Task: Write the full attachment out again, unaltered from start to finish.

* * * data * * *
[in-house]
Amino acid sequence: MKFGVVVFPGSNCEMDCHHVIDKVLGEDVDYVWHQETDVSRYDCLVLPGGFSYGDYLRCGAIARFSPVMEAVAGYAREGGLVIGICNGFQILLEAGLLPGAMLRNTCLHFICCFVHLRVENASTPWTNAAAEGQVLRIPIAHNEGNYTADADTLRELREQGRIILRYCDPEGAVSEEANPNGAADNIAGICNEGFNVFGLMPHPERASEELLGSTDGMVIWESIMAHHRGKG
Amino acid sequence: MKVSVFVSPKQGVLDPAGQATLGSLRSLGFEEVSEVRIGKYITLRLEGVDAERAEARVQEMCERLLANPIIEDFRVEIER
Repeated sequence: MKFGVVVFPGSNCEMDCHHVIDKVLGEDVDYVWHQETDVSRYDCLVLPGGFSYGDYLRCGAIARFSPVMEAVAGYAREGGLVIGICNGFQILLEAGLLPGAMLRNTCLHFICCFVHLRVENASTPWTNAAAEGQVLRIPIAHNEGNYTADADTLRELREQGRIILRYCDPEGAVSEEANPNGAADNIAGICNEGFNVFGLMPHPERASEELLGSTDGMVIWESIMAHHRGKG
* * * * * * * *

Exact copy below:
[in-house]
Amino acid sequence: MKFGVVVFPGSNCEMDCHHVIDKVLGEDVDYVWHQETDVSRYDCLVLPGGFSYGDYLRCGAIARFSPVMEAVAGYAREGGLVIGICNGFQILLEAGLLPGAMLRNTCLHFICCFVHLRVENASTPWTNAAAEGQVLRIPIAHNEGNYTADADTLRELREQGRIILRYCDPEGAVSEEANPNGAADNIAGICNEGFNVFGLMPHPERASEELLGSTDGMVIWESIMAHHRGKG
Amino acid sequence: MKVSVFVSPKQGVLDPAGQATLGSLRSLGFEEVSEVRIGKYITLRLEGVDAERAEARVQEMCERLLANPIIEDFRVEIER
Repeated sequence: MKFGVVVFPGSNCEMDCHHVIDKVLGEDVDYVWHQETDVSRYDCLVLPGGFSYGDYLRCGAIARFSPVMEAVAGYAREGGLVIGICNGFQILLEAGLLPGAMLRNTCLHFICCFVHLRVENASTPWTNAAAEGQVLRIPIAHNEGNYTADADTLRELREQGRIILRYCDPEGAVSEEANPNGAADNIAGICNEGFNVFGLMPHPERASEELLGSTDGMVIWESIMAHHRGKG